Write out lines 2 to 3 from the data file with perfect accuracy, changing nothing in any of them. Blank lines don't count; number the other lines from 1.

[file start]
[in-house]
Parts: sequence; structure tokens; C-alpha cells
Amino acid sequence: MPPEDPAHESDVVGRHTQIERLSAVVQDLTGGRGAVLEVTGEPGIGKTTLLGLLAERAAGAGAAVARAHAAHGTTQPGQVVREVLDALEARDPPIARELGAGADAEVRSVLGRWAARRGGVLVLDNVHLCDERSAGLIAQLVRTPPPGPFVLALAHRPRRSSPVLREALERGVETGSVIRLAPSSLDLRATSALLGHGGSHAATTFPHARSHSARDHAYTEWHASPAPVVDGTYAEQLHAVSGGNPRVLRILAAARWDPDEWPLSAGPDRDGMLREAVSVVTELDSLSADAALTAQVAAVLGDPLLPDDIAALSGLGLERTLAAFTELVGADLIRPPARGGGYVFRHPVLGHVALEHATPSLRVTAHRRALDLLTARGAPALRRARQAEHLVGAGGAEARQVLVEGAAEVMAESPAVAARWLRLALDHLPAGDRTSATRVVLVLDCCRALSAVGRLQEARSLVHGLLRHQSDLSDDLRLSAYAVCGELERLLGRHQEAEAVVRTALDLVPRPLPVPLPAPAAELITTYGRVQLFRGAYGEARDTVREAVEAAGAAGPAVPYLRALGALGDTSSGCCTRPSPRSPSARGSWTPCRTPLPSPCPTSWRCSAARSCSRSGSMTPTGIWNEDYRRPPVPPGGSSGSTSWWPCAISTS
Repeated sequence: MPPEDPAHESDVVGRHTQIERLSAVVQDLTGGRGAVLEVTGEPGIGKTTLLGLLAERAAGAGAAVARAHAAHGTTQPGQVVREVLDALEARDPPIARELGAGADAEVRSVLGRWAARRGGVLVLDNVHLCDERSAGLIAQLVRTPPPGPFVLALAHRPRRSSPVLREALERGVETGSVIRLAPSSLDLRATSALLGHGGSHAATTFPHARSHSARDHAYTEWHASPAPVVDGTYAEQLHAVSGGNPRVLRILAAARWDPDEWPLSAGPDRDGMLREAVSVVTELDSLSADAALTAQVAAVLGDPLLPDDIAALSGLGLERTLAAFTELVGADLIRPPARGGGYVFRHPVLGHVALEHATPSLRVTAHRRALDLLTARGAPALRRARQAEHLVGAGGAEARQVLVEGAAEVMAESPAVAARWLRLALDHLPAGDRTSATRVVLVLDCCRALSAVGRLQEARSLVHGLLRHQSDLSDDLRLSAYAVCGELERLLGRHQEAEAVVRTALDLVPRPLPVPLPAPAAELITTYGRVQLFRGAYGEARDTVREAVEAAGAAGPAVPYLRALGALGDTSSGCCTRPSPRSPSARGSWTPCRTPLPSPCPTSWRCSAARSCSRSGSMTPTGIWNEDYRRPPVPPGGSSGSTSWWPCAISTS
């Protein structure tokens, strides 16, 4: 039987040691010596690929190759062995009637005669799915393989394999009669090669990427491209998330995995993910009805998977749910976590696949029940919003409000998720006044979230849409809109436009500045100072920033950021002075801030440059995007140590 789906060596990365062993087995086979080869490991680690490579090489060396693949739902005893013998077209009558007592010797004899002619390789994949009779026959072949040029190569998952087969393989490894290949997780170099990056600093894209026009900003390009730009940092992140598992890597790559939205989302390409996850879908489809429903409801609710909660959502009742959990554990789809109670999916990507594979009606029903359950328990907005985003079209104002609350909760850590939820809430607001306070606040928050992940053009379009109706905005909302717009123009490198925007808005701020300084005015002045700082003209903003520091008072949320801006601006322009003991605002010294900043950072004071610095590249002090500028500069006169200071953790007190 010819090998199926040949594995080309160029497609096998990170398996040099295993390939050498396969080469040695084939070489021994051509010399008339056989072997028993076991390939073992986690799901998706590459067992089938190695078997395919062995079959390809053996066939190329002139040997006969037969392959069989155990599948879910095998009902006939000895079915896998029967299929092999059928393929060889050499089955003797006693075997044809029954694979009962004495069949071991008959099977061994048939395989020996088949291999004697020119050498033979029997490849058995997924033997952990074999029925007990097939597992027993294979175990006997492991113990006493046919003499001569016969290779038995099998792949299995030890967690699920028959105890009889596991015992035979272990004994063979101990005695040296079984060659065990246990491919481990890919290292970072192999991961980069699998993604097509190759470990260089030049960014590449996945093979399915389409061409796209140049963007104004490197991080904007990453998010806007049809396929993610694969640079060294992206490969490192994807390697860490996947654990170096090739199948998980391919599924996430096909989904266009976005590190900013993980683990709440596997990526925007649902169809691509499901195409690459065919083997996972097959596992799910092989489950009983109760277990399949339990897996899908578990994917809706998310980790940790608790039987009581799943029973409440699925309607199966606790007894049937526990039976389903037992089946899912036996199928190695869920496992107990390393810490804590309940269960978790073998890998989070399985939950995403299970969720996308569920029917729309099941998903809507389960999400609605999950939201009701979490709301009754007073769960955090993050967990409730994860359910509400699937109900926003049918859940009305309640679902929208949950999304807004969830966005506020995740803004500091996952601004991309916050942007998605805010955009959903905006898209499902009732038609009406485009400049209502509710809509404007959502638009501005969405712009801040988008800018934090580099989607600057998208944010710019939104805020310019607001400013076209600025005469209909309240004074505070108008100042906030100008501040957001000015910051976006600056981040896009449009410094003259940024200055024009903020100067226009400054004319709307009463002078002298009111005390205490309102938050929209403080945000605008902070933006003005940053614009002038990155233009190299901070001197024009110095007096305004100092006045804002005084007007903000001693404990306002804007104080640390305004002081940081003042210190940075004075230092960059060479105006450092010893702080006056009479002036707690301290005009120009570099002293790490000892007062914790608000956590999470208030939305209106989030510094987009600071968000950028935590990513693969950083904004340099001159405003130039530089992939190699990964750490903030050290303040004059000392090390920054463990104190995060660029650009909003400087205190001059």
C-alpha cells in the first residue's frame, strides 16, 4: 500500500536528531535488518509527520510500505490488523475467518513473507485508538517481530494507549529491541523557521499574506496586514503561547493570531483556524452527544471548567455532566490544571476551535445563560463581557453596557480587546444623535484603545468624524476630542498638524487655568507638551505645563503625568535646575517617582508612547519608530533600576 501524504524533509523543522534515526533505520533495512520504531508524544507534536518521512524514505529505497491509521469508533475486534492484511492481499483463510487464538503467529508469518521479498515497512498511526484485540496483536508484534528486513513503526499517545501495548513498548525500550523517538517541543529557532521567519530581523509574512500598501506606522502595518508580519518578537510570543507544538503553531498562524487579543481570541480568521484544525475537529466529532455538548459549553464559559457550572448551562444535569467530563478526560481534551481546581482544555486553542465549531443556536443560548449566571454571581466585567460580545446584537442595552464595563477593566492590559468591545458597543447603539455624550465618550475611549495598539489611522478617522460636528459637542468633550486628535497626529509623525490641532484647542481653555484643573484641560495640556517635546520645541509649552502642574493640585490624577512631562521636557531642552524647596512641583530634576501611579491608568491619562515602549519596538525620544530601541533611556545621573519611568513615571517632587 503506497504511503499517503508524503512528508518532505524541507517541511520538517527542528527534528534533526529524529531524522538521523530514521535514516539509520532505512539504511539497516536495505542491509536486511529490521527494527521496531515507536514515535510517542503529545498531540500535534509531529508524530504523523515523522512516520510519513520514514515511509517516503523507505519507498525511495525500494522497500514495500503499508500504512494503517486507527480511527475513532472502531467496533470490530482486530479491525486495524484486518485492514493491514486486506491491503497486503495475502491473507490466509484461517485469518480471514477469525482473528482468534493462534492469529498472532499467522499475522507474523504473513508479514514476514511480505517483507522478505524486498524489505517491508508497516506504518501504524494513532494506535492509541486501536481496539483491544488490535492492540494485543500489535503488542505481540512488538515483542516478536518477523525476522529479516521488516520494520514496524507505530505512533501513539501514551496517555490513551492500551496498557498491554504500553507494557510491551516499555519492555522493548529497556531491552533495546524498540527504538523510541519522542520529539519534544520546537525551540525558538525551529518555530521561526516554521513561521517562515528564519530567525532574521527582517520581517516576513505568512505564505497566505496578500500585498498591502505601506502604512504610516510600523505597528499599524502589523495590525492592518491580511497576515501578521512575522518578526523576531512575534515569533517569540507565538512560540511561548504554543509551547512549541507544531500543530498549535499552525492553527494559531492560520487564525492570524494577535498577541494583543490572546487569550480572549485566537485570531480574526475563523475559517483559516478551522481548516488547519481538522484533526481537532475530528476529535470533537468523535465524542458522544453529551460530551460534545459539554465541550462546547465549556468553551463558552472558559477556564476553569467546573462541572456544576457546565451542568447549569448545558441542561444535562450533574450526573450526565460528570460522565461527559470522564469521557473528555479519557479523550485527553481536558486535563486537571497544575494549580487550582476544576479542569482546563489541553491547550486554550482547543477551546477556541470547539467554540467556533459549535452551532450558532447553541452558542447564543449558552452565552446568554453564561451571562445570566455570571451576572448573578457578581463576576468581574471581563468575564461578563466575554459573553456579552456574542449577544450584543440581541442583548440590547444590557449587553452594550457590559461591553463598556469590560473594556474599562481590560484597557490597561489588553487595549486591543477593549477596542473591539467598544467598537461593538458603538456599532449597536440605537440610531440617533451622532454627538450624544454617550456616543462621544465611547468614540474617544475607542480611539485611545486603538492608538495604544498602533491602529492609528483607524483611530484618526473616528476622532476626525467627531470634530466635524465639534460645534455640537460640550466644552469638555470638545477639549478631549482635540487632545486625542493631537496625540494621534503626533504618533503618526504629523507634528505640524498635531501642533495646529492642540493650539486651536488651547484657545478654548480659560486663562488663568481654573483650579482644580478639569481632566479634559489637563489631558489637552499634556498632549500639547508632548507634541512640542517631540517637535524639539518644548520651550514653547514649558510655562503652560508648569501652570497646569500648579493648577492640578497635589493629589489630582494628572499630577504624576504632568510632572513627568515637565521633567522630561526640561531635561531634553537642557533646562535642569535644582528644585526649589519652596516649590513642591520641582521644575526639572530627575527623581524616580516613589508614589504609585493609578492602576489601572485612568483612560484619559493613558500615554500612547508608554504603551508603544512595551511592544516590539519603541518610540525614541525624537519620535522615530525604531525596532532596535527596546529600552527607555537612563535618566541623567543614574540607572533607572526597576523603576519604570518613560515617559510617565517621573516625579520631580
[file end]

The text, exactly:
Parts: sequence; structure tokens; C-alpha cells
Amino acid sequence: MPPEDPAHESDVVGRHTQIERLSAVVQDLTGGRGAVLEVTGEPGIGKTTLLGLLAERAAGAGAAVARAHAAHGTTQPGQVVREVLDALEARDPPIARELGAGADAEVRSVLGRWAARRGGVLVLDNVHLCDERSAGLIAQLVRTPPPGPFVLALAHRPRRSSPVLREALERGVETGSVIRLAPSSLDLRATSALLGHGGSHAATTFPHARSHSARDHAYTEWHASPAPVVDGTYAEQLHAVSGGNPRVLRILAAARWDPDEWPLSAGPDRDGMLREAVSVVTELDSLSADAALTAQVAAVLGDPLLPDDIAALSGLGLERTLAAFTELVGADLIRPPARGGGYVFRHPVLGHVALEHATPSLRVTAHRRALDLLTARGAPALRRARQAEHLVGAGGAEARQVLVEGAAEVMAESPAVAARWLRLALDHLPAGDRTSATRVVLVLDCCRALSAVGRLQEARSLVHGLLRHQSDLSDDLRLSAYAVCGELERLLGRHQEAEAVVRTALDLVPRPLPVPLPAPAAELITTYGRVQLFRGAYGEARDTVREAVEAAGAAGPAVPYLRALGALGDTSSGCCTRPSPRSPSARGSWTPCRTPLPSPCPTSWRCSAARSCSRSGSMTPTGIWNEDYRRPPVPPGGSSGSTSWWPCAISTS